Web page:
I view building software in the open as a medium of creative exploration. It allows me to quickly act on inspiration, delve into new topics, and make tools that improve people's lives. I welcome collaborations — if you find something interesting, let me know!
Table of Contents
- Algorithm and Data Structure Library
- Bore – Localhost Tunnels
- Canvas Hashlife
- Char-RNN Keras
- Competitive Programming Workspace
- Composing Studio
- Crepe – Logic Programming in Rust
- Estimation Markets
- Fast Semantic Segmentation
- Graphics Workshop
- Handwriting Generator
- Julia Fractal Renderers
- Langevin Dynamics for Composition
- Path Tracer
- Pencil Sketch Rendering
- Polygon Triangulation with Holes
- Procedural Harmony
- Redis Rope
- Set with Friends
- Universal Gravity Simulator
Redis Rope July 2022
Fast native data type for manipulating large strings in Redis.
The ropes in this module are backed by splay trees, which are a self-adjusting data structure that has logarithmic amortized worst-case performance, while recently-accessed indices are also quick to access in subsequent operations. Each splay tree node stores between 64 and 127 bytes of data.
More than just being theoretically interesting, this module also tries to be somewhat practical by caring about safety, correctness, and speed. It approaches the performance of ordinary strings for simple operations and is hundreds of times faster for complex operations.
Bore – Localhost Tunnels April 2022
A modern, simple TCP tunnel in 400 lines of Rust.
bore is a minimal CLI tool that exposes local ports to a remote server,
bypassing standard NAT connection firewalls. That’s all it does: no more, and no
With a single binary, you can expose any number of local TCP ports to the public
internet at a specified remote server address. There is a public instance of the
tunneling server running at
bore.pub, available for anyone to use, similar to
localtunnel. It’s also very easy
to host your own server with a single
bore server command in the same binary
executable, with optional authentication.
Percival November 2021
Web-based, reactive Datalog notebooks.
Percival is a declarative data query and visualization language. It provides a reactive, web-based notebook environment for exploring complex datasets, producing interactive graphics, and sharing results.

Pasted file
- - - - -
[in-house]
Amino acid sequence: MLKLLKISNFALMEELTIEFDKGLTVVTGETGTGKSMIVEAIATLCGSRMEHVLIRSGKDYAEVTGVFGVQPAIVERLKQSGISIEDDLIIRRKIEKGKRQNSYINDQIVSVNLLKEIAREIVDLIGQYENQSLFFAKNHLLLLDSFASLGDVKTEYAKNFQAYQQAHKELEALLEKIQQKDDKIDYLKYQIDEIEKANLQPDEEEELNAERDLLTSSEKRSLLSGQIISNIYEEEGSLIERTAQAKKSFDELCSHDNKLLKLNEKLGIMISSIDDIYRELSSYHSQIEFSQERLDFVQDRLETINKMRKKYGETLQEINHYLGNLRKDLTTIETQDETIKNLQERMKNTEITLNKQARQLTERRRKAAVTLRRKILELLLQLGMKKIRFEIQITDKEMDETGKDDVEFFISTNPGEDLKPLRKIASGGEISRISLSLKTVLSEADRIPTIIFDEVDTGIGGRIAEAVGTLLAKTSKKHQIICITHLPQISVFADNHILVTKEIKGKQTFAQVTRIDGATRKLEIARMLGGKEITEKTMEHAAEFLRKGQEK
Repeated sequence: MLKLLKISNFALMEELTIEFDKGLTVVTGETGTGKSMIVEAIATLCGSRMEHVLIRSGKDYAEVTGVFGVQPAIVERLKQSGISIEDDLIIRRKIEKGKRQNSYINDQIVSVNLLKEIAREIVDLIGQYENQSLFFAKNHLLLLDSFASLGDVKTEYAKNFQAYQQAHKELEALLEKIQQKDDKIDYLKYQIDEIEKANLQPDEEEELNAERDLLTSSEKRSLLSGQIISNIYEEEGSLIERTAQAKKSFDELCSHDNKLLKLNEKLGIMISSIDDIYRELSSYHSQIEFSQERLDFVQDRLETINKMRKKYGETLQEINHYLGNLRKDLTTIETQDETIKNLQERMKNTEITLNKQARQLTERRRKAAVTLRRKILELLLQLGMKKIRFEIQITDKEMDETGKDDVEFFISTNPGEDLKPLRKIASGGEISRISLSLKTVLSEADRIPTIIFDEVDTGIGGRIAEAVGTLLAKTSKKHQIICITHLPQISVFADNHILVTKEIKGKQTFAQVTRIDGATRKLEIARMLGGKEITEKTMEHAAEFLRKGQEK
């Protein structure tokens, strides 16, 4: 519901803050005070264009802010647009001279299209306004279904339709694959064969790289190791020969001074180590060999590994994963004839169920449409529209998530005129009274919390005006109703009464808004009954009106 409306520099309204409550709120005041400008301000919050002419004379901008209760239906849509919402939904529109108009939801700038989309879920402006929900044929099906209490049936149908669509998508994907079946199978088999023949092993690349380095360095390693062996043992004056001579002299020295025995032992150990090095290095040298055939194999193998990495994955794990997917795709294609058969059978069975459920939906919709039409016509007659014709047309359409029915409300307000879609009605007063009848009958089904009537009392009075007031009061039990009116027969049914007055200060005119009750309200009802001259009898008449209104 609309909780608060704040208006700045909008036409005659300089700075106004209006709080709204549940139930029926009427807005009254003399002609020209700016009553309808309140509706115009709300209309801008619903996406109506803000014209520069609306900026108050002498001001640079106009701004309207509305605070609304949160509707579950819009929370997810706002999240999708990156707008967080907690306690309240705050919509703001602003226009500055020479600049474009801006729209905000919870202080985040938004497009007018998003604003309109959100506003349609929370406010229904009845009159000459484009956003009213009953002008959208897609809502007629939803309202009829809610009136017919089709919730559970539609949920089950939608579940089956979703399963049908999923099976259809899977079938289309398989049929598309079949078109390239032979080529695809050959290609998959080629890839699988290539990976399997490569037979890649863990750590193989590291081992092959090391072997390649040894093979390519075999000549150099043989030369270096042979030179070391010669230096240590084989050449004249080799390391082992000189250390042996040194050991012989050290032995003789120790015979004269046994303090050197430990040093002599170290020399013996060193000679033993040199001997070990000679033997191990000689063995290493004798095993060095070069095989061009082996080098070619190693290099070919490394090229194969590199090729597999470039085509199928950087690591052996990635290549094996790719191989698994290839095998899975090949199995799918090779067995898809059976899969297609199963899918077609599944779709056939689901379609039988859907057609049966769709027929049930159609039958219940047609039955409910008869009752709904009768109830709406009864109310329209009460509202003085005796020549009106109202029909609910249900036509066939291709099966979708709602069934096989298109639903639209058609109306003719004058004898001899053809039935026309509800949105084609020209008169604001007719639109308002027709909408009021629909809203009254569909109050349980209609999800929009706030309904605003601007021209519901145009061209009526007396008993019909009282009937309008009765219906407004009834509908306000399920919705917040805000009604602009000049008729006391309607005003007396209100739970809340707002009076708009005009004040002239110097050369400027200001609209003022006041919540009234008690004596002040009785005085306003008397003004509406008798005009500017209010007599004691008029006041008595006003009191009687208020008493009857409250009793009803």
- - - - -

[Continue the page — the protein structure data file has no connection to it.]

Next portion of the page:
Percival combines the flexibility of Datalog as a query language for relational data with the beauty of exploratory visualization grammars. These declarative components interact through a reactive dataflow system. Because Percival uses web technologies (including Web Workers for multithreaded, sandboxed execution), fully-interactive notebooks can be shared with anyone on the Internet, making data analyses more tangible to others.
Composing Studio September 2021
Collaborative music composition for everyone.
Composing Studio is a free and easy-to-use online music notation editor that lets anyone collaborate in real time on short musical pieces. To use it, just go to composing.studio in your browser, create a new session, and share the link with other musicians! There’s no setup or installation required. You’ll be able to typeset musical notation while seeing each other’s work in real time (just like Google Docs), with instant sheet music rendering and live audio playback.
This project originated at HackMIT 2021 (we won a grand prize), where I pitched the idea and formed a team of four programmer-musicians. Although we hadn’t previously known each other, we all shared the same goal of exploring collaborative music with the global community.
µKanren-rs September 2021
A featherweight relational programming language.
This is a Rust implementation of µKanren, a very minimal language in the miniKanren family. See the original Scheme implementation here for reference. Similar to how functional programming focuses on functions as the core unit of abstraction, relational programming aims to represent common mathematical concepts as logical relations.
The library was originally implemented as an exercise for a graduate programming languages design seminar at Harvard, but I made the code available to the open source community as a Rust crate.
Rustpad June 2021
A self-hosted online collaborative code editor.
Rustpad is an efficient and minimal collaborative text editor based on the operational transformation algorithm. It lets users collaborate in real time while writing code in their browser. Rustpad is completely self-hosted and fits in a tiny Docker image, no database required.